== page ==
And let’s not forget the beers or a chilled glass of wine to round off the evening, while you swap campfire stories and the kids roast s’mores.
Jeanie is an avid camper and a cook. She likes to do pioneer recipe sin particular, and any other type of survival food that our great-grandfathers loved.
8 thoughts on “37 Camping Essentials to Bring With You”
omg that is a long and overloaded list, so much extra stuff, looks suited to “Car camping” and half that would not be pactical to carry in a pack (like pillow and camp chair). i have camped many times, and if you count the conditions of my homestead to be camping then i have been camping every night for the last decade.
my “light” camps back in the mid 2000s were much simpler, i had an army ponch, that was my ground sheet to sleep on and under the stars, and my tarp for shelter and my rain gear (would sleep sitting upright against a tree with it on, use an extra whatever as a horse collar pillow). laying down i used one of my boots as a pillow. wore plain clothes with long pants and shot sleaves and a broad brim hat with a mosquito headnet as needed, and gloves. had a fixed blade belt knife (an old boning knife by old hickory knives), carried a couple candles and a lighter. a 1lb tomato sauce can modified with baling wire as a bail to cook over a fire, or an msr stow away pot on top of a triangia alcohaul stove. a nalgene bottle, would boil water or use a hand pump filter. small first id kit with some bandaids, a razor, some duct tape, and a couple asprin. a bandanna, wool socks, hiking boots (like timberland chicordas) my pack was a small satchel bag. and i carried something that cooked fast like quinoa or fast cooking boxed sides and added whatever i found on the trail to it. also oatmeal. everything was light and quick to cook and fit in a light pack and i could cover 20+ miles a day in the mountains without being bogged down and could cover a lot of ground fast and light. even my large expiditions were fast and light and just added things like a wool blanket, extra socks, more food, and extra water bottle and sometimes fishing tackle or a shotgun. the only time i ever saw anyone take a pillow along camping was when it was out of their car at a koa or state park. don’t mean to sound mean or anything, but with all my experience i find some of these things to be added fluff.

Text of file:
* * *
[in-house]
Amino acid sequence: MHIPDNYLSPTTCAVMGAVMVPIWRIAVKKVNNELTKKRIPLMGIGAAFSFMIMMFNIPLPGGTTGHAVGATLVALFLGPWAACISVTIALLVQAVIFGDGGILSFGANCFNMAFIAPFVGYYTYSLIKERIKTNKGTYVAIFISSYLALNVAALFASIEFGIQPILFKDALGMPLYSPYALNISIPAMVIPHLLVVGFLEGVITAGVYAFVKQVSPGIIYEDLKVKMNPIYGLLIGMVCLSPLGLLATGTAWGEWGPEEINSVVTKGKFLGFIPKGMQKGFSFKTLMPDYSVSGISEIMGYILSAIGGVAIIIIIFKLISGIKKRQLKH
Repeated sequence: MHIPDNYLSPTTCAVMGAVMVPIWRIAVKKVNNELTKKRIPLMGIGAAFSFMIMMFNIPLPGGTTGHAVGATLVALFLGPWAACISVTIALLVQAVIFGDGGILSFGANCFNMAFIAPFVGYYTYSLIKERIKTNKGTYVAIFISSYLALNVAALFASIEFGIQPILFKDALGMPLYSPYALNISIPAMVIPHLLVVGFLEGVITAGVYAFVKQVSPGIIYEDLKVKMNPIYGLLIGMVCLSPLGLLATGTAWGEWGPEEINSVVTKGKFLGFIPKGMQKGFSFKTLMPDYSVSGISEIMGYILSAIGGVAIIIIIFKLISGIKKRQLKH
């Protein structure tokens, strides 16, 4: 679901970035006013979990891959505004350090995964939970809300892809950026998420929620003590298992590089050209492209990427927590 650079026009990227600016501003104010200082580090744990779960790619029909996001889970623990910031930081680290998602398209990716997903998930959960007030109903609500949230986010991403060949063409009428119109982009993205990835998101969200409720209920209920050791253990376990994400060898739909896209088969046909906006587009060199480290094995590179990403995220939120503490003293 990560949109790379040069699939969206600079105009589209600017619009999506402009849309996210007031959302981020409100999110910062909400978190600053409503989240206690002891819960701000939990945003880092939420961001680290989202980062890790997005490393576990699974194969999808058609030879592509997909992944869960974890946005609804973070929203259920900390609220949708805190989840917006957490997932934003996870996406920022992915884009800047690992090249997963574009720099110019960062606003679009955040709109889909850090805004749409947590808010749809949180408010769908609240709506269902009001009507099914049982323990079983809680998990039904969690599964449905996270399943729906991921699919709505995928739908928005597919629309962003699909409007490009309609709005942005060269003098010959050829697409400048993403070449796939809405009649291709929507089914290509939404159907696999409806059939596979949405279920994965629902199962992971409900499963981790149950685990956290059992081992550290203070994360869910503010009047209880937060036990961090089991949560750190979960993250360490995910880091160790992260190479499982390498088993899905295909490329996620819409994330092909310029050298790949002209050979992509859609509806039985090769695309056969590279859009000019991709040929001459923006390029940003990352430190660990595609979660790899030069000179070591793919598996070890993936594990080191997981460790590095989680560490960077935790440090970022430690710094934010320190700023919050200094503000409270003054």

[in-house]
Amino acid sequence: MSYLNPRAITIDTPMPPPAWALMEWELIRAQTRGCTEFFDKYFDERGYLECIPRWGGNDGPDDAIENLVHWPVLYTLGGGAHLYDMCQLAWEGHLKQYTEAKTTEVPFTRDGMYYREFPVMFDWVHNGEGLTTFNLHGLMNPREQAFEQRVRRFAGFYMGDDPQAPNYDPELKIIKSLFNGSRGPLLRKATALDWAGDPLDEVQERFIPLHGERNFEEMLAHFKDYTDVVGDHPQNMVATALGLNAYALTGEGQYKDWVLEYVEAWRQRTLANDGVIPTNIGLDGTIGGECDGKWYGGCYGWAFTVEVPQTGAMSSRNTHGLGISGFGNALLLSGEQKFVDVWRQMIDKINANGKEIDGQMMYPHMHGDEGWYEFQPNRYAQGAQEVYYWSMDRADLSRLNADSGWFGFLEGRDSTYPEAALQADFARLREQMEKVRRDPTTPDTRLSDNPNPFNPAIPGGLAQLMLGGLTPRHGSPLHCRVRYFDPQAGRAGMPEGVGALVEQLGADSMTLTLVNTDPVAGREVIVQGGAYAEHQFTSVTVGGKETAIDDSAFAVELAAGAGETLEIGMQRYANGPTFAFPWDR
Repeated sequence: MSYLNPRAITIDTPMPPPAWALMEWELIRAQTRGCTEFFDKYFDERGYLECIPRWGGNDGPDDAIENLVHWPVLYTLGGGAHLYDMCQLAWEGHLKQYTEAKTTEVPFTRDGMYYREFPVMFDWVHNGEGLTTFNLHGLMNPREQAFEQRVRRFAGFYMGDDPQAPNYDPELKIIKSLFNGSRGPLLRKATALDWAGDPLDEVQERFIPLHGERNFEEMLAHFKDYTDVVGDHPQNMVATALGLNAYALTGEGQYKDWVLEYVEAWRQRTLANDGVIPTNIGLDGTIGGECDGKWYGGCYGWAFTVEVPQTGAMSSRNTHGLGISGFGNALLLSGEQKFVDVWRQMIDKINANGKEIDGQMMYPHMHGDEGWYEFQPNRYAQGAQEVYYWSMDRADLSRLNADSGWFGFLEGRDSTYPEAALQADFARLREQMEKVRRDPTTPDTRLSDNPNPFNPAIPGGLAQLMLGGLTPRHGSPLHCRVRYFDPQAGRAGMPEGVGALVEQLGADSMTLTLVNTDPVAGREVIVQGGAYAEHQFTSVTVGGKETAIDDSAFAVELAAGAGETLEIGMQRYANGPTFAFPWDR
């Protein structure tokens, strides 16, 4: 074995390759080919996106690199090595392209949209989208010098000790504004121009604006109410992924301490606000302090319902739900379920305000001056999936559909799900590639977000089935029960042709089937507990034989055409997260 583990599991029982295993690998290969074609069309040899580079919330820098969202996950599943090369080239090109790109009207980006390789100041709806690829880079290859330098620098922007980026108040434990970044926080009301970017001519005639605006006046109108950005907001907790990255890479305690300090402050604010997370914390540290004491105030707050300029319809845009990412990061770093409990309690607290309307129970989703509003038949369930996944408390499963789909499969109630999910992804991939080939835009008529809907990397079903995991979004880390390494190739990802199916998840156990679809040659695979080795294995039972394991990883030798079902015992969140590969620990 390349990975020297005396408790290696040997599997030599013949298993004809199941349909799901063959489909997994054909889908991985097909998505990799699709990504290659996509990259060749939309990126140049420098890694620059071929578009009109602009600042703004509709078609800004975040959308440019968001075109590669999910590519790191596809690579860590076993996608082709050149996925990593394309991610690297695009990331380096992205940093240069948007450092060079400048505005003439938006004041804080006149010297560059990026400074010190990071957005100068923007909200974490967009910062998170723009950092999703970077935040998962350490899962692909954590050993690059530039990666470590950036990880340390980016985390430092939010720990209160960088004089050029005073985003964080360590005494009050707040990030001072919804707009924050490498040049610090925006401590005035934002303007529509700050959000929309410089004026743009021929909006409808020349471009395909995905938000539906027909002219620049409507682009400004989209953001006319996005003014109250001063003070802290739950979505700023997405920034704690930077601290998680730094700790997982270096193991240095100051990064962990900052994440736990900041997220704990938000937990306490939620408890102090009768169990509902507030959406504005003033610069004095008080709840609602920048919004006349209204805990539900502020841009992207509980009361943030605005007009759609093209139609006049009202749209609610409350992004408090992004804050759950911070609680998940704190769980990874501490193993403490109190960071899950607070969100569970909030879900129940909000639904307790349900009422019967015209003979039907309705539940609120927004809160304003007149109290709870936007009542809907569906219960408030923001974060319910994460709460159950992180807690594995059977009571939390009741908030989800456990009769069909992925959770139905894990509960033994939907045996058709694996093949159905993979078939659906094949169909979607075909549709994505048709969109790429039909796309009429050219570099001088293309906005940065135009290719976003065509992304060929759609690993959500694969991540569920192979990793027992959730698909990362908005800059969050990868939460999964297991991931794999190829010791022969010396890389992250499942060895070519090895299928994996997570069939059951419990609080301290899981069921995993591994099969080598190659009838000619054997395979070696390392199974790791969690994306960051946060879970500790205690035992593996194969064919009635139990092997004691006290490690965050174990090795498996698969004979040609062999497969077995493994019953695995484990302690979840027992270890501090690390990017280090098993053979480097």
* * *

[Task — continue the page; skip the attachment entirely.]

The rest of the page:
even times when i had a bed i never really used a pillow, as a kid i slept on the floor after i outgrew the toddler bed (terrible family), all i had was a filthy blood stained pillow (bleeding nose a lot), and i didn’t have a bed till i bought a house in a tax auction and found one in it back in 2001 and an old feather pillow, then when i moved out in 2008 the bed was damaged and i just slept on the floor again at the next house i had and used a rolled up blanket as a pillow or whatever was handy, then i moved into a camper and abandoned that house to the bank in april 2011 and slept on the campers couch with the same rolled up throw blanket as a pillow, and spent the winter and next few years (on the canadian boarder) in a 10×14 tool shed with a wood stove and folding cot and that same rolled up blanket and a pile of whatever blankets i could find at a thrift store for cover and matress. only got another bed when i built a new cabin in 2015 and got a pull out couch for $40 off craigslist, then i finally got a pillow when i hand sewed one from an old curtain someone threw out (found a bag of them on the curb while out on my bike) and cut up any old shirts i had that were saved for rags and stuffed it. though it got filthy after a few years and i thew it in the doghouse and the first time in my life i had a new pillow was when i got one a year ago at dollar general. the horse collar ones i camped with were usually just a rolled up extra shirt i carried for an extra layer if i needed it. the whole take a pillow camping just sounds off